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Place Category: Places to Visit
This stone hut stands 250m above sea level, close to a triangulation pillar and on the edge of the Blackdown Hills between Culmstock and Culm Davy. It partially enclosed a pole-beacon which was a communications signal ready for use when the Spanish Armada was sighted in the English Channel in 1588. Fires on the coast would be lit and then one by one a network of fire beacons set ablaze. This was the signal for all able bodied men to assemble at their local church, await instructions and arm themselves. This is possibly the only beacon hut in the country to survive in its original form. It linked with others at Holcombe Rogus, Upottery and Blackborough. This slit window allowed observers to watch for a light at Upottery beacon. Looking west-north-west.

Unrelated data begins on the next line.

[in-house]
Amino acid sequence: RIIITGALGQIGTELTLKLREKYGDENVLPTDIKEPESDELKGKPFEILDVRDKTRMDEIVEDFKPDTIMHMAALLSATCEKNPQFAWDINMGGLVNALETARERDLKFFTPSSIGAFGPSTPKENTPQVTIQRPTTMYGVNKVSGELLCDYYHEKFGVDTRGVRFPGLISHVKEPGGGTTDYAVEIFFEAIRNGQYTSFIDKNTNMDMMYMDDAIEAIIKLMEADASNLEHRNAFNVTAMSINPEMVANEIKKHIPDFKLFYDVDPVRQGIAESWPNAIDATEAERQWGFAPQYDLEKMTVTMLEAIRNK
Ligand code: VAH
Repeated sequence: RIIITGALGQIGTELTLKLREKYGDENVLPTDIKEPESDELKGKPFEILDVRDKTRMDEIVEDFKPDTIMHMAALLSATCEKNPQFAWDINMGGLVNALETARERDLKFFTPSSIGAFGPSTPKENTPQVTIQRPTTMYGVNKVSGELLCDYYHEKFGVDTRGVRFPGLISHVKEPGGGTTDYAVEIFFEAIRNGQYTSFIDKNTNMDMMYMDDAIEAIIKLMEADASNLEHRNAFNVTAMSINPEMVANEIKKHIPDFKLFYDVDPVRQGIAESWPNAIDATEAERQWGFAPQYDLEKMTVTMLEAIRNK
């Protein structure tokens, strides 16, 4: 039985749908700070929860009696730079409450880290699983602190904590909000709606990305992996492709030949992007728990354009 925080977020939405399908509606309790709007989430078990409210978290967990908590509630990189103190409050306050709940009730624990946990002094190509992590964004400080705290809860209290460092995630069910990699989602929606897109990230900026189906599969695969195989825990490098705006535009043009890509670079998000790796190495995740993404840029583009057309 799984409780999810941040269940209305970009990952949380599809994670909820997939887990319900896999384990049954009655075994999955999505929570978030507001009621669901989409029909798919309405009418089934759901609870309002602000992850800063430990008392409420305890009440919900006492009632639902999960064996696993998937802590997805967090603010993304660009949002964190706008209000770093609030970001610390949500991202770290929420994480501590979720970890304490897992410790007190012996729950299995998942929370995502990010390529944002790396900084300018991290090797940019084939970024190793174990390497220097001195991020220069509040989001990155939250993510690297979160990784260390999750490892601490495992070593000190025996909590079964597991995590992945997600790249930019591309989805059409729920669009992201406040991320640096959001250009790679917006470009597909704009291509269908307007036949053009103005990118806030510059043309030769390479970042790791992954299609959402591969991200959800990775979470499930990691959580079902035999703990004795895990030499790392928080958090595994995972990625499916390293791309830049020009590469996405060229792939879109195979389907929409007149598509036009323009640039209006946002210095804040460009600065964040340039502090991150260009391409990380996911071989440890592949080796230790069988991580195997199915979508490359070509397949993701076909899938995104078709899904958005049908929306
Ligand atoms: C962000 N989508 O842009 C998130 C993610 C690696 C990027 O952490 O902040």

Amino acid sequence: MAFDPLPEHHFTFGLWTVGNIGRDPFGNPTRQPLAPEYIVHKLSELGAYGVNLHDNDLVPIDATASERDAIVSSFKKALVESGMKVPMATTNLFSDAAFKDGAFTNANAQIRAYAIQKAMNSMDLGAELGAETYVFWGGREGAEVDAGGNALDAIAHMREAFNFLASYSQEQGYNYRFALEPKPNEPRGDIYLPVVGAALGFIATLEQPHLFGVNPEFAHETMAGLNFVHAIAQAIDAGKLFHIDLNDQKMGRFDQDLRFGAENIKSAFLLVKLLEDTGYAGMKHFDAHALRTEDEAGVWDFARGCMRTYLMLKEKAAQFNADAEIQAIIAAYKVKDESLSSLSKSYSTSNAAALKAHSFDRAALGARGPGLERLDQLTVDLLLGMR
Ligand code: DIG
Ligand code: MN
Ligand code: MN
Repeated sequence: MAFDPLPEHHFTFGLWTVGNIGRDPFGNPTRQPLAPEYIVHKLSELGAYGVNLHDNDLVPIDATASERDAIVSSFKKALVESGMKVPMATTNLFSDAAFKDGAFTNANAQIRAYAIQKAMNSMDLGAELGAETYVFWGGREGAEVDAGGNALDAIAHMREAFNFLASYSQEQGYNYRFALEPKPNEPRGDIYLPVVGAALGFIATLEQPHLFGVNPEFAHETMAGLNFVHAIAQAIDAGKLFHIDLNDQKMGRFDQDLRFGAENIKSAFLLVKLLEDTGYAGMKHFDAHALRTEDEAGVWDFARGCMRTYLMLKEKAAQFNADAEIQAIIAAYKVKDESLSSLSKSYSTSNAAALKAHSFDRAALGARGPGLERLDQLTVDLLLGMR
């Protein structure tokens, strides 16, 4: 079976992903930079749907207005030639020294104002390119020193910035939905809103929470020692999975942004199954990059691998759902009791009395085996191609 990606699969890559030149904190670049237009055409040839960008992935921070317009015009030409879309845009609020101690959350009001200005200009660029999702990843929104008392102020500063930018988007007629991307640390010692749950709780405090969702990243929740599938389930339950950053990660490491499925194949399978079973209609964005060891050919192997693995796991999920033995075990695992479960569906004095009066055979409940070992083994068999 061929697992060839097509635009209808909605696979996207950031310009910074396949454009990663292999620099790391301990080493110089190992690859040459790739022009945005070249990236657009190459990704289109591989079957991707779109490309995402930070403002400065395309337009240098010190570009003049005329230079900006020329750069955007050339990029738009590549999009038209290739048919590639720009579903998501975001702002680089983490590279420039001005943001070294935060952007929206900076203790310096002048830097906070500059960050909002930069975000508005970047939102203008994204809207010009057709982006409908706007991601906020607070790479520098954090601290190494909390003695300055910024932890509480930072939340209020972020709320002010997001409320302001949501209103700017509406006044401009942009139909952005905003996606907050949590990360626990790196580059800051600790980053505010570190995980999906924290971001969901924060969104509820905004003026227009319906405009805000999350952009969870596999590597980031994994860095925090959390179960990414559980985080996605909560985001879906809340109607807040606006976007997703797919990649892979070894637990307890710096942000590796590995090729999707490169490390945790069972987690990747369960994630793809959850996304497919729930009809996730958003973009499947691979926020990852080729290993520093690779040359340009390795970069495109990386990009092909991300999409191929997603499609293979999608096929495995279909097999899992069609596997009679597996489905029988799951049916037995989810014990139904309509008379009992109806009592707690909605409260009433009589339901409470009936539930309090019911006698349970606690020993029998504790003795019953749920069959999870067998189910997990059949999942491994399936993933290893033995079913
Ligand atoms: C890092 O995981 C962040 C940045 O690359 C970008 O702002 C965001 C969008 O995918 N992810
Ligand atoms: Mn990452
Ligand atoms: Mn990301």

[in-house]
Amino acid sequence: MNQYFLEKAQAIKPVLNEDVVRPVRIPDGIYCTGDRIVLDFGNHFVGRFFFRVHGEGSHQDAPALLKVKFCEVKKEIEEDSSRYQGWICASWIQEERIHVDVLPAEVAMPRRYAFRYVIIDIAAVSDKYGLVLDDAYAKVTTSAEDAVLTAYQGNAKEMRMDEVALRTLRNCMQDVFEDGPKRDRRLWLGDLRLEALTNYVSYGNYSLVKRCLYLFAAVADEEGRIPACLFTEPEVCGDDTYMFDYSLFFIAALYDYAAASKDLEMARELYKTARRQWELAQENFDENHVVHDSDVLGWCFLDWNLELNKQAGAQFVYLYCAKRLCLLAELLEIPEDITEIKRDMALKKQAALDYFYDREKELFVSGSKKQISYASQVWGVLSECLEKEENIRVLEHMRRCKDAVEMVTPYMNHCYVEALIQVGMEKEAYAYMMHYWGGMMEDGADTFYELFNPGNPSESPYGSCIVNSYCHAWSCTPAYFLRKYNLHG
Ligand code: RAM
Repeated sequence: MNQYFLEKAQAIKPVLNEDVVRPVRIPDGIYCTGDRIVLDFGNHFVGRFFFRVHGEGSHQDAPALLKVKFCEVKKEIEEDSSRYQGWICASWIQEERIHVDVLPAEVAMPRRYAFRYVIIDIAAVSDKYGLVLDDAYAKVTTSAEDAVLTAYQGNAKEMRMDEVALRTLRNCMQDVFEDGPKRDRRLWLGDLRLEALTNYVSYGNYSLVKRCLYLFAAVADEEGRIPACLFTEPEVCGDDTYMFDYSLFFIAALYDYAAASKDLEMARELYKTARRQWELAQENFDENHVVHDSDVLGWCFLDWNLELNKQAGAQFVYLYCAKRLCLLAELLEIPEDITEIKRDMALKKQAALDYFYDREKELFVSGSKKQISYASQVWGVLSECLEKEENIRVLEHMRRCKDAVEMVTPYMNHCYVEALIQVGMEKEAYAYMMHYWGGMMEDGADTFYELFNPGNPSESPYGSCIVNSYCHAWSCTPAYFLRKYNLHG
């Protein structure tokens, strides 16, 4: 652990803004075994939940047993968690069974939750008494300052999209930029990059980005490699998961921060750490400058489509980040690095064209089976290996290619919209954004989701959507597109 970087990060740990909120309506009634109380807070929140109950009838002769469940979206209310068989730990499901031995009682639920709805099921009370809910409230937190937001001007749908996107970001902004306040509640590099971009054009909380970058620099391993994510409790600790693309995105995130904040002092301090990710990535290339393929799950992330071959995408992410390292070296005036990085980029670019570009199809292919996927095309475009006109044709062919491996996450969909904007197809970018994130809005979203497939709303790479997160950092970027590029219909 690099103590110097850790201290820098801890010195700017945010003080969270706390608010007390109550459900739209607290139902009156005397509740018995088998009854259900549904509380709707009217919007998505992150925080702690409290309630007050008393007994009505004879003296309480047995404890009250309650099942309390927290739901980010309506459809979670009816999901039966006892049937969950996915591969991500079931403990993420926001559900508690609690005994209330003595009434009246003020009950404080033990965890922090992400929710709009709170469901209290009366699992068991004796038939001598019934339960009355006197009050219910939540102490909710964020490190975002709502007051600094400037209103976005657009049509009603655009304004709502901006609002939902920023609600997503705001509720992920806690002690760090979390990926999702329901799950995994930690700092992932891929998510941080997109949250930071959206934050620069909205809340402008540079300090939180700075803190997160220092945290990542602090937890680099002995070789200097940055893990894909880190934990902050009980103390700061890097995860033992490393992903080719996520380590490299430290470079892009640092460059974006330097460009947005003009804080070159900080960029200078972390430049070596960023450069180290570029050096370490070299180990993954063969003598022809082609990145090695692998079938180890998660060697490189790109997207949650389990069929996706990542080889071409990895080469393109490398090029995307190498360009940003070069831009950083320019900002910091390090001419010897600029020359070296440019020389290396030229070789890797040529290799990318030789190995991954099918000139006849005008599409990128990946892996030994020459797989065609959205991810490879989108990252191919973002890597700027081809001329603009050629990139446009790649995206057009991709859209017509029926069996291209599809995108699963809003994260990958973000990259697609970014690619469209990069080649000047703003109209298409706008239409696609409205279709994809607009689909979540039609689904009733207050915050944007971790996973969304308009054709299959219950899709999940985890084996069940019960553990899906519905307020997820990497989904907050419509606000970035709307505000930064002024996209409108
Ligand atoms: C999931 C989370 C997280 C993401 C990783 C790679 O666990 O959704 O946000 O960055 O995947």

Nowadays, fires are lit in the Hut in celebration, such as the ending of the War and the Queen’s Silver Jubilee in 1977. About 50 acres of land on Culmstock Beacon have been given to the people of Culmstock, in perpetuity, for their enjoyment and recreation. Lying in an area designated as one of outstanding natural beauty, there is an abundance of flora to enjoy – the Beacon clad in bell-heather and ling is a sight to remember! Signs of flint stone quarrying can still be seen.
Address: Unnamed Road